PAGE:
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Lesson 7 of10
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Pharmacology of Vasopressin For Cardiac Arrest

Jimmy September 4, 2021

Early Years of Vasopressin

Vasopressin is an endogenous peptide vasopressor agent which vasopressin-secreting neurons in the hypothalamus normally release into the general circulation in large amounts when blood pressure falls. Vasopressin is also called antidiuretic hormone (ADH), arginine vasopressin (AVP), or argipressin. Oliver Kamm isolated and purified vasopressin in 1928.

In 1992, Lindner et al. noticed that in patients that in cardiac arrest that arginine vasopressin levels were significantly higher in the patients that survived compared to those that didn't.

-Lindner KH et al. Stress hormone response during and after cardiopulmonary resuscitation. Anesthesiology. 1992 Oct;77(4):662-8. PMID: 1329579.
  • Lindner et al stuudied this phenomonon again in 1996 and found that in patients succesfully resusicitated compared to those who failed resusicitation had 3 times the concentration of aginen vasopressin.

Early Studies of Vasopressin in Cardiac Arrest

  • Karl Lindner published a study in 1993 looking at the use of vasopressin in cardiac arrest models in pigs, wihch reported improved outcomes compared epinpehrine.
  • Lindner et published the first case series using vasopressin in cardiac arrest in 1996
    • Study results display that in 8 patients, vasopressin administration led to return of spontaneous circulation all patients and discharge from hospital with intact neurological function in 3 patients.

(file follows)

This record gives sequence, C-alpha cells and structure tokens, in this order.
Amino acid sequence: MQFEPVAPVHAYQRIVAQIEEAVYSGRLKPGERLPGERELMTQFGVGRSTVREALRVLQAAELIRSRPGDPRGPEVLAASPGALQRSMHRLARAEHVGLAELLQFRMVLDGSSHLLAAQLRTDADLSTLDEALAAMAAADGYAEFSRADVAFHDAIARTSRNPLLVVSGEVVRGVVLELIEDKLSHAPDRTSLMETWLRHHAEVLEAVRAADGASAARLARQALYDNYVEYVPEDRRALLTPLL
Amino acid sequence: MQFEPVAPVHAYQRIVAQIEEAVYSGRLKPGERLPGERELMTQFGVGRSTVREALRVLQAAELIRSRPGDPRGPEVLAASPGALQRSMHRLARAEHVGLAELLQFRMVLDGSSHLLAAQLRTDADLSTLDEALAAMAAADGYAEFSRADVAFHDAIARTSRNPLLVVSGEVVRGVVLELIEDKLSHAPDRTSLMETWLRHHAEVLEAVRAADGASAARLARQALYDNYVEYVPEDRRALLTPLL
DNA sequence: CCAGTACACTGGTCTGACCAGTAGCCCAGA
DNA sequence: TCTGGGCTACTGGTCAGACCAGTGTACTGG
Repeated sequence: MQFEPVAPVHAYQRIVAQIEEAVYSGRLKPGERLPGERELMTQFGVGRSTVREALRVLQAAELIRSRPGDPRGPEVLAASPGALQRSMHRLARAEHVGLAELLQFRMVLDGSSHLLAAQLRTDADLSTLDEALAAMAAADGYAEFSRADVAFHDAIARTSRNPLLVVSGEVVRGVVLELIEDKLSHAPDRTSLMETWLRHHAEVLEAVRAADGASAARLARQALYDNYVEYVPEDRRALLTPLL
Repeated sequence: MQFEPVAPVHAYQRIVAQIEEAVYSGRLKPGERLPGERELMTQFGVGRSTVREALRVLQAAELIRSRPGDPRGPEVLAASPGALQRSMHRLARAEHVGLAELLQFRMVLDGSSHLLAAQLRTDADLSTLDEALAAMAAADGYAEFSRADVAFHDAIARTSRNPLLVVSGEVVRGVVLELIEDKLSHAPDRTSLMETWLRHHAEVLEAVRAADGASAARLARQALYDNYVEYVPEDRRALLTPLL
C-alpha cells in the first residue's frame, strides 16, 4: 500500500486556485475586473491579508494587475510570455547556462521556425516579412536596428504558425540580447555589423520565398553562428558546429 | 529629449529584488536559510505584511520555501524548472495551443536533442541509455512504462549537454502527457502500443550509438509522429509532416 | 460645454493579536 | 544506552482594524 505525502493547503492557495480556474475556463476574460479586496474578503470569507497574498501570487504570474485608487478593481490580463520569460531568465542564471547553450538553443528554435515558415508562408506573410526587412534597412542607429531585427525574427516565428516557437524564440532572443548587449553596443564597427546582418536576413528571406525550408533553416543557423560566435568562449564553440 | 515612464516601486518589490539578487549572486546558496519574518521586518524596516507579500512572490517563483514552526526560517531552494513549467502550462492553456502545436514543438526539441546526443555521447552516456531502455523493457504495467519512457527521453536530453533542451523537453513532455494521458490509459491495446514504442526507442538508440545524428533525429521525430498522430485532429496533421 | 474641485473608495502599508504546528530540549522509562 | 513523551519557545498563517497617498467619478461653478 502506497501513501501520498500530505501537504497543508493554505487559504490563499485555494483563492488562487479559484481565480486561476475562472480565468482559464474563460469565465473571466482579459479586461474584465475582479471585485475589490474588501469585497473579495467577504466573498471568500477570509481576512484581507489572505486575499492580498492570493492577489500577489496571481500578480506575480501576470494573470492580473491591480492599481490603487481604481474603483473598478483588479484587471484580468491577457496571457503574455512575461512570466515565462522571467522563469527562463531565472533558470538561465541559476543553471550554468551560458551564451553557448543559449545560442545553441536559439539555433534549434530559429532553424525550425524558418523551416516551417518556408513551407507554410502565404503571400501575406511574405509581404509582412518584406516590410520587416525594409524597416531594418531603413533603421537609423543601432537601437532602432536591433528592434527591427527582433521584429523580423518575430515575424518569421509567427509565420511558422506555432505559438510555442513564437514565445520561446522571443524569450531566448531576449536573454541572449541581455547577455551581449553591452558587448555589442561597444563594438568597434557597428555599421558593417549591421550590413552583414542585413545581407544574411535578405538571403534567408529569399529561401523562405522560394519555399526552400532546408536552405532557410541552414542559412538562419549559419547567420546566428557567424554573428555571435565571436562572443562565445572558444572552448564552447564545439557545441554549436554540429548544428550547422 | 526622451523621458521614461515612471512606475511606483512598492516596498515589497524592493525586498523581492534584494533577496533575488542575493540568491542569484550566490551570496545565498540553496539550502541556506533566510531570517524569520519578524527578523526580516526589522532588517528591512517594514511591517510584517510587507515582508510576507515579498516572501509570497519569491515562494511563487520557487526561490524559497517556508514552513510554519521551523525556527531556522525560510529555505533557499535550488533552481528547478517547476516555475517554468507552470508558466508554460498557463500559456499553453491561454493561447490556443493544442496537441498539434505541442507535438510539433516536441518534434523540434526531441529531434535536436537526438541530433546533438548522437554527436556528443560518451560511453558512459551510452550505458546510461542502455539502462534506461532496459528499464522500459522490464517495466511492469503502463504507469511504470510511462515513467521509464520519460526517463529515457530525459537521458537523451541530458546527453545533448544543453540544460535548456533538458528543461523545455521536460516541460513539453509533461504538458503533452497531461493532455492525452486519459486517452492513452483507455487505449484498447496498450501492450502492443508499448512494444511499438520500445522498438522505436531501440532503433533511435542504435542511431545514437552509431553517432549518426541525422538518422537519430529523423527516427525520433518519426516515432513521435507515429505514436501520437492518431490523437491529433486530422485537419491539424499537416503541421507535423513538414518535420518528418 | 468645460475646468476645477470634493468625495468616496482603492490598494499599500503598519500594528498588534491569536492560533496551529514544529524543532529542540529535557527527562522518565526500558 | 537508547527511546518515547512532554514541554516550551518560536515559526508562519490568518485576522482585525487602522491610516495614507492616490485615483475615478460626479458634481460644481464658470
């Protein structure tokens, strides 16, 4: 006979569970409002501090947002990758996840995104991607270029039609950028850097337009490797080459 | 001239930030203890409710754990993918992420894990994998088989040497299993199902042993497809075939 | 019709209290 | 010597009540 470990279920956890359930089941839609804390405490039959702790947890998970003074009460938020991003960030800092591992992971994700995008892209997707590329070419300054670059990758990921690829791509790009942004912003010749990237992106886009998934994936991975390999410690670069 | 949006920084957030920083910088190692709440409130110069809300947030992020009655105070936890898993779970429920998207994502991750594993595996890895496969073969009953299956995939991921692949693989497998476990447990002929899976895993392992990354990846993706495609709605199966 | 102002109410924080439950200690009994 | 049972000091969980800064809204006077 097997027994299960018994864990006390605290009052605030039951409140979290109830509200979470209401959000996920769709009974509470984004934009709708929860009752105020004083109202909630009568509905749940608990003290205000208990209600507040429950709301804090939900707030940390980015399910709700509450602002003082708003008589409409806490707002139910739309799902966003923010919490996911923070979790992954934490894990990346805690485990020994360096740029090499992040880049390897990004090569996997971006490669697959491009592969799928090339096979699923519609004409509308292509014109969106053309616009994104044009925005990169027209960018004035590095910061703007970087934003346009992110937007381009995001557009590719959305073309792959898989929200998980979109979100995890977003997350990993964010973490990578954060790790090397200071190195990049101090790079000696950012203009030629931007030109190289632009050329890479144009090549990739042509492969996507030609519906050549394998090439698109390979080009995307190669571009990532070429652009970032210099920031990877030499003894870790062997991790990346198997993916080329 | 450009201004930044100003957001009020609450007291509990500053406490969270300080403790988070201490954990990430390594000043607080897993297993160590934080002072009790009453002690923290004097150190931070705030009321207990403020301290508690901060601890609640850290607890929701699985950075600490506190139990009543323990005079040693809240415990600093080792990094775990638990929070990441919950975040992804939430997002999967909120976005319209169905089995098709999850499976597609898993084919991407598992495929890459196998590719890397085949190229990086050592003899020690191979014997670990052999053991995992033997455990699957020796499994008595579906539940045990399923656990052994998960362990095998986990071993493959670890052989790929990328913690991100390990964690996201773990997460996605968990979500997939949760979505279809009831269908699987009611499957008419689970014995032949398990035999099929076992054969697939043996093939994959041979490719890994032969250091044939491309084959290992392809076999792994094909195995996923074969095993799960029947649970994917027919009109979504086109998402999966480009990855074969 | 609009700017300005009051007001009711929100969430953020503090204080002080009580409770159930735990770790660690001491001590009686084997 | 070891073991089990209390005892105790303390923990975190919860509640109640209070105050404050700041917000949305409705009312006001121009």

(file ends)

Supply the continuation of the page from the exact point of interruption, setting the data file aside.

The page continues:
• In 1998, Wenzel et al studied vasopressin as an adjunct to epinpephrine and monotherapy as a vasopressor for cardiopulmonary resuscitation (CPR) in pigs. In the study, vasopressin monotherapy was found to be comparable in left ventricular myocardiac blood floow but significantly increase cerebral perfusion compared to epinpenhrine with vasopressin.

Vasopressin and The ACLS Guidelines

Vasopressin was added to the AHA Guidelines Update for Cardiopulmonary Resuscitation and Emergency Cardiovascular Care in 2000.

Vasopressin is an effective and can be used as an alternative to epinpehrine in patients with shock-resistant ventricular fibrillation

2000 AHA Guidelines Update for Cardiopulmonary Resuscitation and Emergency Cardiovascular Care

Vasopressin Removed From the ACLS Alorighthm

Vasopressin offers no advantage as a substitute for epinephrine in cardiac arrest (Class IIb, LOE B-R). The removal of vasopressin has been noted in the Adult Cardiac Arrest Algorithm

2015 AHA Cardiopulmonary Resuscitation and Emergency Cardiovascular Care

Rationale For Vasopressin

  • Vasopressin dilates cerebral blood vessels to a greater extent than epinephrine, it has a longer half-life, and its effect is not diminished by acidosis, common in prolonged cardiac arrest compared to epinephrine.
    • All of these pharmacologic effects makes vasopressin an ideal candidate for blood pressure augmentation in cardiac arrest

  • Vasopressin

    Vasopressin Mechanism of Action

    • Vasopressin causes vasoconstriction of skin, skeletal muscle, and splanchnic circulation, thus increasing peripheral arterial resistance via V1 receptors and increases smooth muscle responsiveness to catecholamines.
      • Vasopressin activated V2 receptors which are located within the distal convoluted tubule of the kidney and regulates water resorption.
    • Vasopressin does not impact the heart directly, therefore there’s no chronotropic nor inotropic effects on the heart and is not associated with myocardial ischemia, myocardial dysfunction, or arrhythmias.

Vasopressin Dose

  • 20-40 international units IV
    • Most studies utilized 40 units except for one conducted by Mentzelopoulos SD, et al which used 20 units in additonal to steroids and epinephrine saw a mortality and neurological benefit.

Pharmacokinetics

  • Onset
    • 5-15 minutes
  • Duration
    • 15-30 minutes
  • Metabolism
    • metabolized by vasopressinases which are found in the liver and kidney.
  • Excretion
    • 5% as unchanged drug
  • Half Life:
    •  10-35 minutes